Energy Futures Weaken

Market TalkWednesday, Sep 11 2019
Energy Futures Weaken

After starting yesterday on a strong positive note, energy futures weakened into Tuesday’s settlement on news that the Trump administration has asked for John Bolton’s resignation, a move that is expected to be beneficial for tensions in the Middle East. The former National Security Advisor had a reputation of taking a hard stance on Iran and its oil exports. WTI futures ended the day down about 50 cents per barrel while prompt month gas and diesel contracts held on in positive territory, each showing about half a cent in gains.

Buying quickly resumed later that afternoon after the American Petroleum Institute published its weekly inventory report, showing a 7.2 million barrel draw in US crude oil inventories, bringing the net change in stockpile levels for 2019 around -26 million barrels, according to the Institute. Prices are up slightly this morning, somewhat confident the drawdown in stocks is accurate, but traders will likely wait until confirmation of the draw’s magnitude by the DOE’s report, due out at 9:30AM CDT this morning.

The EIA published their monthly Short Term Energy Outlook yesterday with a somewhat neutral forecast of things to come in 2019 and 2020. While fuel consumption growth is projected to weaken for the rest of 2019, they anticipate it will bounce back in 2020 due to global economic expansion. The Administration also anticipates US oil production growth to slow between this year and next, citing relatively flat oil prices as the main driver. It will be interesting to see if renewed efforts by OPEC to avoid a further global surplus of oil will have a tangible effect on prices and likewise US production levels.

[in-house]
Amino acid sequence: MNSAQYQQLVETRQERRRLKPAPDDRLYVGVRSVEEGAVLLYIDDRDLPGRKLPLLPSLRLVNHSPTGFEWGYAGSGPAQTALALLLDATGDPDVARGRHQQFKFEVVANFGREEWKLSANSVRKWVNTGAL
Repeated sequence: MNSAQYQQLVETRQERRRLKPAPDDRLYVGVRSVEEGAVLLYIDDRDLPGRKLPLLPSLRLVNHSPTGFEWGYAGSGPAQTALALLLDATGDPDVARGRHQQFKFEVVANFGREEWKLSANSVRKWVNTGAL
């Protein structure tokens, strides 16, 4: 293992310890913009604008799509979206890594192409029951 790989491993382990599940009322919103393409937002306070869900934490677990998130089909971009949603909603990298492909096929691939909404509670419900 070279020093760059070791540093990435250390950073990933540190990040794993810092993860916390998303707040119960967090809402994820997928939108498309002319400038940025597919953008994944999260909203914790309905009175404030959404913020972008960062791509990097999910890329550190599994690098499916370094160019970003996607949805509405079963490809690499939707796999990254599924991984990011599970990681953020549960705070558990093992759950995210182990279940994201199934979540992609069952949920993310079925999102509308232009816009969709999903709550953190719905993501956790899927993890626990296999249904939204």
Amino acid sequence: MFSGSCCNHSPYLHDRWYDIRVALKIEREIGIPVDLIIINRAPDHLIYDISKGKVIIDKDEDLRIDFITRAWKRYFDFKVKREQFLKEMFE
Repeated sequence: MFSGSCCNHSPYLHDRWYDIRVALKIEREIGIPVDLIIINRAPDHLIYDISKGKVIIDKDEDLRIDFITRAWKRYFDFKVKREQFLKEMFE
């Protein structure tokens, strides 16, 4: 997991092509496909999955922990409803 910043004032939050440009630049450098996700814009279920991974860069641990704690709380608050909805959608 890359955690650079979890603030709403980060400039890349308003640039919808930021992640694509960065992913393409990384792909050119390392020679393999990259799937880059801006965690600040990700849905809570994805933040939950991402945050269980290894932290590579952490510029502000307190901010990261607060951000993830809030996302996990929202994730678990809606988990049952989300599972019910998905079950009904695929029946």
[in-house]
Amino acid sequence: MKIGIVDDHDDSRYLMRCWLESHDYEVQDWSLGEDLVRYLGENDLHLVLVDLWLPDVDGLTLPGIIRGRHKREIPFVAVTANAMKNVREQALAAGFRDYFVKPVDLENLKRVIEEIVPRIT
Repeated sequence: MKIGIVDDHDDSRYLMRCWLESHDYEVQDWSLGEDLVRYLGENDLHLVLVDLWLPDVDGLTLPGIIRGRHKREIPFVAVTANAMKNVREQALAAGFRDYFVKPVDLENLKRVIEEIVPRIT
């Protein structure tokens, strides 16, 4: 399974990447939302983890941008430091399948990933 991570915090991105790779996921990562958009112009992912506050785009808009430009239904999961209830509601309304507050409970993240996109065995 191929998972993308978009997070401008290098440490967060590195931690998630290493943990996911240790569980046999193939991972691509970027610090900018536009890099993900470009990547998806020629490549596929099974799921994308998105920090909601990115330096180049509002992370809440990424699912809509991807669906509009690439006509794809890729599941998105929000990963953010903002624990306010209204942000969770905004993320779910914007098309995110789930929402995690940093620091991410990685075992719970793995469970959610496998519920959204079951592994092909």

Tropical Disturbance 1 which is currently just Southeast of the Bahamas now has a 40-60% chance of cyclonic development over the next 5 days as it moves into the Gulf of Mexico. While prompt attention will likely be paid to the closest threat to the American mainland, two more areas to watch are creeping West across the Atlantic as well, making for a very busy September.

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Pivotal Week For Price Action
Market TalkThursday, Feb 29 2024

It's Another Mixed Start For Energy Futures This Morning After Refined Products Saw Some Heavy Selling Wednesday

It's another mixed start for energy futures this morning after refined products saw some heavy selling Wednesday. Both gasoline and diesel prices dropped 7.5-8.5 cents yesterday despite a rather mundane inventory report. The larger-than-expected build in crude oil inventories (+4.2 million barrels) was the only headline value of note, netting WTI futures a paltry 6-cent per barrel gain on the day.

The energy markets seem to be holding their breath for this morning’s release of the Personal Consumption Expenditures (PCE) data from the Bureau of Economic Analysis (BEA). The price index is the Fed’s preferred inflation monitor and has the potential to impact how the central bank moves forward with interest rates.